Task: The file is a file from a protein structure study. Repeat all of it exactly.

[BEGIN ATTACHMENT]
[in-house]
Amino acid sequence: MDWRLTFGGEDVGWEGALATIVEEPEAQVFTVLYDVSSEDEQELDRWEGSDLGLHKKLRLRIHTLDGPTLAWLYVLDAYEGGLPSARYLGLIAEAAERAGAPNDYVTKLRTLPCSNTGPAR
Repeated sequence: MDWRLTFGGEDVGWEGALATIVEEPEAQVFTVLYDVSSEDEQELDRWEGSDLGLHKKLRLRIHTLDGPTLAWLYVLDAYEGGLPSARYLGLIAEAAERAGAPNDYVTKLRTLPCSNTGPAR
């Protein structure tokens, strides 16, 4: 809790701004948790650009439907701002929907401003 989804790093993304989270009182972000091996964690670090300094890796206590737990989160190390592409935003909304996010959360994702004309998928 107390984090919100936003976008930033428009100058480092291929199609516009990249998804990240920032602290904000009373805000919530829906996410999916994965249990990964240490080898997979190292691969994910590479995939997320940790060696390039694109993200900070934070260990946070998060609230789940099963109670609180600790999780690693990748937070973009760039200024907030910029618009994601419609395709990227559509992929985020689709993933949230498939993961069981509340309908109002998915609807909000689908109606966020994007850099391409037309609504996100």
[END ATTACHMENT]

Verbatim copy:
[in-house]
Amino acid sequence: MDWRLTFGGEDVGWEGALATIVEEPEAQVFTVLYDVSSEDEQELDRWEGSDLGLHKKLRLRIHTLDGPTLAWLYVLDAYEGGLPSARYLGLIAEAAERAGAPNDYVTKLRTLPCSNTGPAR
Repeated sequence: MDWRLTFGGEDVGWEGALATIVEEPEAQVFTVLYDVSSEDEQELDRWEGSDLGLHKKLRLRIHTLDGPTLAWLYVLDAYEGGLPSARYLGLIAEAAERAGAPNDYVTKLRTLPCSNTGPAR
């Protein structure tokens, strides 16, 4: 809790701004948790650009439907701002929907401003 989804790093993304989270009182972000091996964690670090300094890796206590737990989160190390592409935003909304996010959360994702004309998928 107390984090919100936003976008930033428009100058480092291929199609516009990249998804990240920032602290904000009373805000919530829906996410999916994965249990990964240490080898997979190292691969994910590479995939997320940790060696390039694109993200900070934070260990946070998060609230789940099963109670609180600790999780690693990748937070973009760039200024907030910029618009994601419609395709990227559509992929985020689709993933949230498939993961069981509340309908109002998915609807909000689908109606966020994007850099391409037309609504996100």